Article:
a bird and a bottle


The Solution to Prison Overcrowding? Why, That’s Easy. It’s implementation that’s hard.
May 7, 2007, 2:39 pm
Filed under: 2008, civil rights, criminal justice, law, news, politics

(image: prison crowding in a California state prison)

Prisons around the U.S. are full to bursting these days. California has most notoriously battled the problem of the prison bulge. But the problem is not limited to CA. With more people incarcerated than ever before in the U.S. — almost 3 million, about 491 people per 100,000 — more and more states are likely to face prison crowding crises in the coming years.

Today comes word (via Sentencing Law & Policy Blog) that Nevada’s prison system is buckling under ever more crowded conditions. From the Nevada Appeal:

The inmates at Nevada’s Warm Springs Correctional were still adjusting to their cramped quarters and new cellmates when Gov. Jim Gibbons toured their cell block.

After walking down a hallway between 12-by-12-foot cells now holding four prisoners each, he urged state lawmakers to vote for bigger prisons.

“It doesn’t take much more than that to force the system into a meltdown,” Gibbons warned of the crowded conditions, and lobbied for lawmakers to pass his $300 million budget request for prison expansion.

The causes of the near-meltdown of Nevada’s prison system — as well as those in Connecticut, Texas, Kansas, and Nevada — are clear, while the benefits remain doubtful at best:

The federal government was offering extra grant money to states that used such “truth in sentencing” laws, and by 1996 most states had one.

Sentences for violent offenders around the country nearly doubled, hitting an average of 88 months, according to one U.S. Department of Justice study.

Ten years later, the costs of tougher sentences continue to mount, while the benefits have remained elusive. State legislatures have a case of “spending fatigue” when it comes to prisons, says Michael Thompson, director of the Justice Center at the nonpartisan Council of State Governments in New York.

“Why aren’t we doing any better in terms of recidivism rates?” Thompson asked. “We’re spending that much more money, and the same number of people are going back to prison. We should be getting better outcomes.”

So what can we do? Well, getting rid of mandatory minimums is a good first step. Reducing the sentencing disparity between crack and cocaine sentences, a process that has already begun but that could be stalled by Congress, is another important move. Of course, fixing this problem long term requires longer term policy changes. We’ve got to stop treating addiction like a crime. We’ve got to lower recidivism rates by providing real job training and education to people who are incarcerated and by providing support and job assistance when they are released.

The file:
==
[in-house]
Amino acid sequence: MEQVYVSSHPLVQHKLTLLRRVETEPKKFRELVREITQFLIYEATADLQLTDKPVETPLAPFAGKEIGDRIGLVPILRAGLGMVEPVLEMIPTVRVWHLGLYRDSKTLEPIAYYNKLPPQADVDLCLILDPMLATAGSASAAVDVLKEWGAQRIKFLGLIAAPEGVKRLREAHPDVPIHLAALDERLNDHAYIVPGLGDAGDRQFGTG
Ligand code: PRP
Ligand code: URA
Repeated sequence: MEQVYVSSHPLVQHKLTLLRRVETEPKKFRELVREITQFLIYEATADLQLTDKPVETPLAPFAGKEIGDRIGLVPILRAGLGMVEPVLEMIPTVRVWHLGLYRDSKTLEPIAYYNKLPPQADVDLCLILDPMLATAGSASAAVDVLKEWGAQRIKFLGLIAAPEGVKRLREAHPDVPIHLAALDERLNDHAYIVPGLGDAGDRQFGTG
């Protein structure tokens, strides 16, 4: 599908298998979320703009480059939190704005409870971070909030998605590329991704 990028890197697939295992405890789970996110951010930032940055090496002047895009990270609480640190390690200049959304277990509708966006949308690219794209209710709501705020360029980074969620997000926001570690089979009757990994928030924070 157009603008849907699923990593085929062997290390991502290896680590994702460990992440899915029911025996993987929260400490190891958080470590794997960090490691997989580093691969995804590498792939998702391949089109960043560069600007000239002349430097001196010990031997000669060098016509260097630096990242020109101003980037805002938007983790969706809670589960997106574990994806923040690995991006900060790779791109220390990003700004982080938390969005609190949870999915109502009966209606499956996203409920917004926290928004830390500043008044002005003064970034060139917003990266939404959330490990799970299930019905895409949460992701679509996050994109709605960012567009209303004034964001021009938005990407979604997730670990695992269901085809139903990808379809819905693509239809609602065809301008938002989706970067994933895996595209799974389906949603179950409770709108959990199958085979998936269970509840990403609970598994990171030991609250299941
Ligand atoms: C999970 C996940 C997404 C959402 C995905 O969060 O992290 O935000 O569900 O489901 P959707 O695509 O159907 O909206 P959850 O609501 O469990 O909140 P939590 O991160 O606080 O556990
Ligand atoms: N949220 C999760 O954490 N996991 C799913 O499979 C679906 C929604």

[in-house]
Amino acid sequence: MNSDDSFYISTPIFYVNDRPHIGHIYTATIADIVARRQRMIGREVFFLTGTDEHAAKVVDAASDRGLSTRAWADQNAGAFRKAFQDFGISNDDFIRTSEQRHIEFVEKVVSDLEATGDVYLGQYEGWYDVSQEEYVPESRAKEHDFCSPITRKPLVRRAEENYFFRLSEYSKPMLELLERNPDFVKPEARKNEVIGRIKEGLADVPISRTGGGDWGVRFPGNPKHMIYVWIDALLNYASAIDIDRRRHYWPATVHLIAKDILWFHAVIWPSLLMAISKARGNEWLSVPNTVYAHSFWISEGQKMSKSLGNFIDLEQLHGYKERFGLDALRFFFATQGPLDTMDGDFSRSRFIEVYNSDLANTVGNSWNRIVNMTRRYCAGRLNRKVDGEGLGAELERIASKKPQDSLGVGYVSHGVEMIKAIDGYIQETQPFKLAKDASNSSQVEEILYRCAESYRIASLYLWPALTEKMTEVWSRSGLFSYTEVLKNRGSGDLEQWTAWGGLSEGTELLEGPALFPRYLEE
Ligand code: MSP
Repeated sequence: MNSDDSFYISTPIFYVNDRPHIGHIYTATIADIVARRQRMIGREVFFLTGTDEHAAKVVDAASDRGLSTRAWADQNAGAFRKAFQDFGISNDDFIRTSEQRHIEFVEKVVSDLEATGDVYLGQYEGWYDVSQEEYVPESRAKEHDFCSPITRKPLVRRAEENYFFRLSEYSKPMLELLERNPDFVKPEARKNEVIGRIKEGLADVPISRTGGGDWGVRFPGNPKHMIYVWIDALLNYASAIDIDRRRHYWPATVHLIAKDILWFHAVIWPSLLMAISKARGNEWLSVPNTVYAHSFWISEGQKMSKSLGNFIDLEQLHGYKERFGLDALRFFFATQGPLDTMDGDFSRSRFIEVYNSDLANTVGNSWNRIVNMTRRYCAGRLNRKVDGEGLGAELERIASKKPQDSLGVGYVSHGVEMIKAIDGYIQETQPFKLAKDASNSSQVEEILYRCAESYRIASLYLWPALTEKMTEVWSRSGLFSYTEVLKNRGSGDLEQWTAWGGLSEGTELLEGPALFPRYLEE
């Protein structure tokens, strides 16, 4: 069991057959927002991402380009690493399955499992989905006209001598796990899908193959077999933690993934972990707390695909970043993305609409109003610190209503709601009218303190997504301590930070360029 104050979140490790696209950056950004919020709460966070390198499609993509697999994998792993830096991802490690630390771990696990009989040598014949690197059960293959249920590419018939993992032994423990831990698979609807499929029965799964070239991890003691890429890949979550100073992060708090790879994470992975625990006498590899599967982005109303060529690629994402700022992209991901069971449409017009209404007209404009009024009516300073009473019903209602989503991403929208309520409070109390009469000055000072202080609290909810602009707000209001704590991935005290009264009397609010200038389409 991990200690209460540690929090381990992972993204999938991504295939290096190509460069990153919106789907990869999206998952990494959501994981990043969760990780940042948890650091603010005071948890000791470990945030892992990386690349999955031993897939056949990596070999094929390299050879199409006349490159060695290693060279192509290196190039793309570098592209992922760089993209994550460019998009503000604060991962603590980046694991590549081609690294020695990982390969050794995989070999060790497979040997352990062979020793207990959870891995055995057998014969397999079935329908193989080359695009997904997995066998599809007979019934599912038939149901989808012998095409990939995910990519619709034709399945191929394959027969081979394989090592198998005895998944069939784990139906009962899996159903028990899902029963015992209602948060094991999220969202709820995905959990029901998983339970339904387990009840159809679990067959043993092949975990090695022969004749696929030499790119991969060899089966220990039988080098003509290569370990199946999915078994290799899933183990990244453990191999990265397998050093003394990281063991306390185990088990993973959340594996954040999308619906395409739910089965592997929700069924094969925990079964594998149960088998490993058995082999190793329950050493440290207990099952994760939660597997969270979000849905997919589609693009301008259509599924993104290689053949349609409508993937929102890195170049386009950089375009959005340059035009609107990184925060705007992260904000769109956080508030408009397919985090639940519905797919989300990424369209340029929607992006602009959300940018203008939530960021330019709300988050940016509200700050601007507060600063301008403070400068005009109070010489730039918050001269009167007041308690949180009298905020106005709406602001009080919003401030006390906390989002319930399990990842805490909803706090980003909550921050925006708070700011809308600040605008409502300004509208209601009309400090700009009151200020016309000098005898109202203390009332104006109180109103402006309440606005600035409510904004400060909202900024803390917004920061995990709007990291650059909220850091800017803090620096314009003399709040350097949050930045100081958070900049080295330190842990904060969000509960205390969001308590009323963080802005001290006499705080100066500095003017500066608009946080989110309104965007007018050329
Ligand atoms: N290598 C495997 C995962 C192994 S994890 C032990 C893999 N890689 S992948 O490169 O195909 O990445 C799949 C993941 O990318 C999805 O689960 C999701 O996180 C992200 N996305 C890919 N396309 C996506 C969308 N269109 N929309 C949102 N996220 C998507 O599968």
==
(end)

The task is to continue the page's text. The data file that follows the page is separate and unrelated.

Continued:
Basically, we’ve got to make it politically unpopular to be a “law and order” candidate in any traditional sense of the phrase.

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12 Comments so far
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One possible approach is to start in libertarian areas, like the Western US, and push through programs that legalize some drugs or at least reduce sentences for possession. Doing it in non-coastal states, like Arizona and Colorado, also permits playing a states’ rights angle in order to prevent Congress from cracking down on the program before it has the chance to prove itself.

Comment by Alon Levy

That’s a good point, Alon. I think the problem is, though, that the libertarian states often elect governors and legislators who wouldn’t necessarily go along with this (since traditionally libertarians have voted Republican). Perhaps if the Bush type of Republican (big govt spending) continues to have power, libertarians will abandon ship.

Comment by bean

That’s definitely a problem. But lately Democrats have been making inroads with voters in the interior west. They aren’t necessarily libertarians, though they likely were Republicans before because they were pissed about environmental regulations. If the Democrats can portray Giuliani as an anti-libertarian with a bad record on civil liberties they might take enough libertarian voters away to be able to tow a drug decriminalization bill to it… but they probably can’t.

Comment by Alon Levy

Good comments. But, it’s not only drug sentences. It is also much longer sentences for violent crimes and sex crimes, three strikes laws, longer mandatory minimums and determinate sentences for all crimes, and more restrictive parole policies. In other words — a much harsher, more punitive criminal justice system.